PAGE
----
Since the onset of blues, pop and rock ’n roll, Michigan has been internationally known and lauded for its musical output. Just like we’re an automotive state, we’re also a music state – and it’s not just one kind of music. Michigan’s sonic universe spans all genres, and we’ve done them all well.
But it’s not just about the musicians. It’s also about the studios where the melodies were laid down. And it’s not just about the iconic rooms like United Sound Systems and Motown Studios, there are dozens of other recording facilities that’ve become widely known for etching out their own distinct sound. A record cut in Michigan often has a Michigan sound. It’s hard to describe, but you know it when you hear it.
One of those facilities was Ghetto Recorders in Detroit. While it ceased operations in 2014, prior to that, the room drew bands from not only across the state, but from across the world. For 18 years, the man behind the board was Lansing-area native Jim Diamond, who continues to produce to this day. Diamond also spent years playing bass in The Wayouts and The Dirtbombs.
Back in his Ghetto Recorders heyday (’90s through the mid-'00s), he engineered records for The White Stripes and countless other then-emerging rock bands. All of them recorded on two-inch tape with vintage machines. When I spoke with Diamond back in 2007, the Trenton-born producer told me how a job at Harvest Productions (a Lansing fixture) led him into forming his own business.
“I was at Harvest in 1995, and I think I was about to turn 30,” Diamond said. “I did a lot of car commercials and Christian metal. That’s when I said to myself, ‘What the hell are you doing here? There’s got to be something more.’ So, I quit and moved in with my parents at age 30. They live in a suburb of Detroit, and started calling studios in the area trying to get my foot in the door to do some freelance engineering. An old friend, John Linardos, lived downtown and had a huge loft apartment space and a little 8-track recording setup. I ended up moving in with him after over a year with my parents and that’s where Ghetto Recorders is today.”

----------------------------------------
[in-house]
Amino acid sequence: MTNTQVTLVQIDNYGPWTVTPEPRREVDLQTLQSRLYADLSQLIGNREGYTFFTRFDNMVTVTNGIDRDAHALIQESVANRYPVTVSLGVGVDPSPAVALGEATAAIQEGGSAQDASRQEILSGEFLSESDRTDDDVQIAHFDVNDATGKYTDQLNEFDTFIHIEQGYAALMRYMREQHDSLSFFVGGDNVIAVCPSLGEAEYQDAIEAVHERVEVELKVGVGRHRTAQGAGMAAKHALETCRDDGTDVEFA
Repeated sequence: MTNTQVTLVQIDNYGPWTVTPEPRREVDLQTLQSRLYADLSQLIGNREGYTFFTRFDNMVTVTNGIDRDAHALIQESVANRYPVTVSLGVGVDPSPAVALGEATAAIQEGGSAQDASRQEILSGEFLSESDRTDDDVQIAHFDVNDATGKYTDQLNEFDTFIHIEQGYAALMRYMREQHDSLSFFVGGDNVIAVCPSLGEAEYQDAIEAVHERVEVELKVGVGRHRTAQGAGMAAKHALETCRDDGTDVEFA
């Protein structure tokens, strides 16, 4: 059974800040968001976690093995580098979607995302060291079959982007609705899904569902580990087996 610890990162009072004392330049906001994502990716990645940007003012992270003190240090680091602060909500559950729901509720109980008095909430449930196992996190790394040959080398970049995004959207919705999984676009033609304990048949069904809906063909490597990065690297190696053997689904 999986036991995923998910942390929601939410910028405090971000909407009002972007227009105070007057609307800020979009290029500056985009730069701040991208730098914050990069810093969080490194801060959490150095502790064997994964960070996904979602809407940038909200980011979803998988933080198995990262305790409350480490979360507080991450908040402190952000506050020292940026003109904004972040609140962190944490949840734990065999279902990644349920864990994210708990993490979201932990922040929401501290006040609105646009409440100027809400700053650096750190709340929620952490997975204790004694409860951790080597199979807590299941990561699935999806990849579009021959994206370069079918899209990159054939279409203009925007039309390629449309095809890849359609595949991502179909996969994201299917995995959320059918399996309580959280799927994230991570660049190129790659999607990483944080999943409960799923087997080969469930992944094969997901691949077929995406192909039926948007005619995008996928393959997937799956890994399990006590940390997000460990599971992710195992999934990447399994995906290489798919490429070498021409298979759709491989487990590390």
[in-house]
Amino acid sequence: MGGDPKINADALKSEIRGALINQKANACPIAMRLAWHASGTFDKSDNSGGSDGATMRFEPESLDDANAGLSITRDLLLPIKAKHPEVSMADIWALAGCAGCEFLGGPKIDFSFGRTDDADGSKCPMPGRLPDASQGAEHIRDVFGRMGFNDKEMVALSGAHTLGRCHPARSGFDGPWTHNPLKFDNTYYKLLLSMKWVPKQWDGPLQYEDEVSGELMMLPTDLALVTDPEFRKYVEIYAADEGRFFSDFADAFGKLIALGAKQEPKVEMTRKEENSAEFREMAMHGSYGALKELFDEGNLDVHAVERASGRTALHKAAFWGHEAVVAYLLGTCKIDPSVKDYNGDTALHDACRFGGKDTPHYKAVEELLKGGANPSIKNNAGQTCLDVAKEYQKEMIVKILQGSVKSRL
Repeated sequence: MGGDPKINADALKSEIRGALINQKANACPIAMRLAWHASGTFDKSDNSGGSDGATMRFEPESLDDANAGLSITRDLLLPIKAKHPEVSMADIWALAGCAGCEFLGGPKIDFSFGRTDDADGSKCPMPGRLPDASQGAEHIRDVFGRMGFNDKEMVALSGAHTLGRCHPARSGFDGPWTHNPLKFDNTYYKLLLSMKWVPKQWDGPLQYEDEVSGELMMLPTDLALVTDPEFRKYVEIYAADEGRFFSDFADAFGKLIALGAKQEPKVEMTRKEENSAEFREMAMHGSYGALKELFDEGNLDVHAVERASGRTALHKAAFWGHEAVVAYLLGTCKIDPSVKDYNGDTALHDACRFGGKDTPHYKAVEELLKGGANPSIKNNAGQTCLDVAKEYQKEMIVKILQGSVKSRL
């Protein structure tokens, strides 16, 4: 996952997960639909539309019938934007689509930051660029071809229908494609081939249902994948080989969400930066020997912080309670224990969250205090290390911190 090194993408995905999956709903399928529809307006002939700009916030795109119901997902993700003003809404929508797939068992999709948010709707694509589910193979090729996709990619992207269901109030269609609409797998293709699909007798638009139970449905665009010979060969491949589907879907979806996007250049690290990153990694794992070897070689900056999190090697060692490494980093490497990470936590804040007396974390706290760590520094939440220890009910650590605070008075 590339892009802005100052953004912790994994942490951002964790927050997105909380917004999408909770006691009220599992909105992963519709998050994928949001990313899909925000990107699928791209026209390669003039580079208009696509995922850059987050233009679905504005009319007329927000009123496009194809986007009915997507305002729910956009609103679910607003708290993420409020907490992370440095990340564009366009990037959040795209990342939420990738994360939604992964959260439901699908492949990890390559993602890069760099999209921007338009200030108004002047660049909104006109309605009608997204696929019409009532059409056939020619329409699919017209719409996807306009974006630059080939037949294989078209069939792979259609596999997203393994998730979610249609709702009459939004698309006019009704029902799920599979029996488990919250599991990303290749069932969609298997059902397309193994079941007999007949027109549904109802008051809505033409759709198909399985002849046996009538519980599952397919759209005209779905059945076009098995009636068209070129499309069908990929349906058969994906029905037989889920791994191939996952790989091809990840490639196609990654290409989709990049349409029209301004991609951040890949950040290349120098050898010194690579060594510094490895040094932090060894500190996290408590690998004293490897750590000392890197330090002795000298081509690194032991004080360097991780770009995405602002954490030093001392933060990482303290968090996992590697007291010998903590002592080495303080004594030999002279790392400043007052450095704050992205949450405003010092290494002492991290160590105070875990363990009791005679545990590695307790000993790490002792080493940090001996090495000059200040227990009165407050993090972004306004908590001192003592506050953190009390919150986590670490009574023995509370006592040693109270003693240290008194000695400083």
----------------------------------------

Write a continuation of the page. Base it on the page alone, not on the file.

After things got cooking at the studio, Lansing’s own garage-punk duo Bantam Rooster christened the room. Led by vocalist/guitarist Tom Potter, the pair would be the first to lay down tracks at the makeshift analog studio.
“I knew Tom back in 1994,” Diamond recalled. “He had a band in Lansing, Michigan where we both lived at the time. It was called Kill Devil Hill — a three-piece. I recorded them at this studio I worked at back then called Harvest Productions. But Bantam Rooster was the first official release from Ghetto Recorders.”
Another group that recorded at Ghetto Recorders was (my favorite band) The Compulsive Gamblers. The Memphis band rolled into town primarily to play as a back-up band for Detroit R&B legend Andre Williams—but the band also decided to cut a record with Diamond while they were in the Motor City. The LP, “Crystal Gazing Luck Amazing” was issued in 2000 by Sympathy For the Record Industry.
Led by Greg Cartwright and Jack Yarber (who also front The Oblivians), the band of Memphians also picked up Michigan musicians Dale Beavers and Jeff Meier to play on “Crystal Gazing.” The result? A soulful explosion of garage-rock masterpieces. Google “Stop and Think It Over” to hear some of the magic Diamond caught on tape.
“I loved making that record,” Diamond recalled. “Most of it was done live. Greg sang through this crappy PA system I had, but he was such a good singer. It was a lot of fun and I think we did it in four or five days.”
Like the now-demolished Ghetto Recorders, the Compulsive Gamblers have also folded. Luckily, they all left behind those reels of tape before they did.